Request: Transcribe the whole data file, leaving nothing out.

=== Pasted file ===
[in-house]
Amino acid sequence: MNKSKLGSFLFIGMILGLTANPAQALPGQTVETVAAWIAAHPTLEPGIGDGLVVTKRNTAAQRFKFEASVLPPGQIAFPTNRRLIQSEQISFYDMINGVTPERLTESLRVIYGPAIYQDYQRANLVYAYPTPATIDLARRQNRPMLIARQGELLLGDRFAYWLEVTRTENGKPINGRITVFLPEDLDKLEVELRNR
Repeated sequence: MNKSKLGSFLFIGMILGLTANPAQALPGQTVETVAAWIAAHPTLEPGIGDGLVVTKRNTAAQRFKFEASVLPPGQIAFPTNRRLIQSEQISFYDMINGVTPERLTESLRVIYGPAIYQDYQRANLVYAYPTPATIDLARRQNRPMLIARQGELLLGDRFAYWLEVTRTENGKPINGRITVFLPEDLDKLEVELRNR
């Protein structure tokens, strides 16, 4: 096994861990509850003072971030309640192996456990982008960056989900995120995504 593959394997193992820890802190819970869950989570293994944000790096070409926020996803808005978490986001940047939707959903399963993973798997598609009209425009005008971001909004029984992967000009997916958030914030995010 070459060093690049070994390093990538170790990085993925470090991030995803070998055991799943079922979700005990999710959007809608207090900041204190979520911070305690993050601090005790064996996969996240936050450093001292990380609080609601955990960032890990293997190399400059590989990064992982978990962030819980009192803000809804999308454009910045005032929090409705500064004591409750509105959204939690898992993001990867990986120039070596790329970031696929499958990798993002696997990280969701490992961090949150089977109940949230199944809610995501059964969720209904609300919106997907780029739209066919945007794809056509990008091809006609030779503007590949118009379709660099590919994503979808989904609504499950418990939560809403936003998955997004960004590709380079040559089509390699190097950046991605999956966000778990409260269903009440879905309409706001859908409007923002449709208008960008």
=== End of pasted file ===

[in-house]
Amino acid sequence: MNKSKLGSFLFIGMILGLTANPAQALPGQTVETVAAWIAAHPTLEPGIGDGLVVTKRNTAAQRFKFEASVLPPGQIAFPTNRRLIQSEQISFYDMINGVTPERLTESLRVIYGPAIYQDYQRANLVYAYPTPATIDLARRQNRPMLIARQGELLLGDRFAYWLEVTRTENGKPINGRITVFLPEDLDKLEVELRNR
Repeated sequence: MNKSKLGSFLFIGMILGLTANPAQALPGQTVETVAAWIAAHPTLEPGIGDGLVVTKRNTAAQRFKFEASVLPPGQIAFPTNRRLIQSEQISFYDMINGVTPERLTESLRVIYGPAIYQDYQRANLVYAYPTPATIDLARRQNRPMLIARQGELLLGDRFAYWLEVTRTENGKPINGRITVFLPEDLDKLEVELRNR
């Protein structure tokens, strides 16, 4: 096994861990509850003072971030309640192996456990982008960056989900995120995504 593959394997193992820890802190819970869950989570293994944000790096070409926020996803808005978490986001940047939707959903399963993973798997598609009209425009005008971001909004029984992967000009997916958030914030995010 070459060093690049070994390093990538170790990085993925470090991030995803070998055991799943079922979700005990999710959007809608207090900041204190979520911070305690993050601090005790064996996969996240936050450093001292990380609080609601955990960032890990293997190399400059590989990064992982978990962030819980009192803000809804999308454009910045005032929090409705500064004591409750509105959204939690898992993001990867990986120039070596790329970031696929499958990798993002696997990280969701490992961090949150089977109940949230199944809610995501059964969720209904609300919106997907780029739209066919945007794809056509990008091809006609030779503007590949118009379709660099590919994503979808989904609504499950418990939560809403936003998955997004960004590709380079040559089509390699190097950046991605999956966000778990409260269903009440879905309409706001859908409007923002449709208008960008």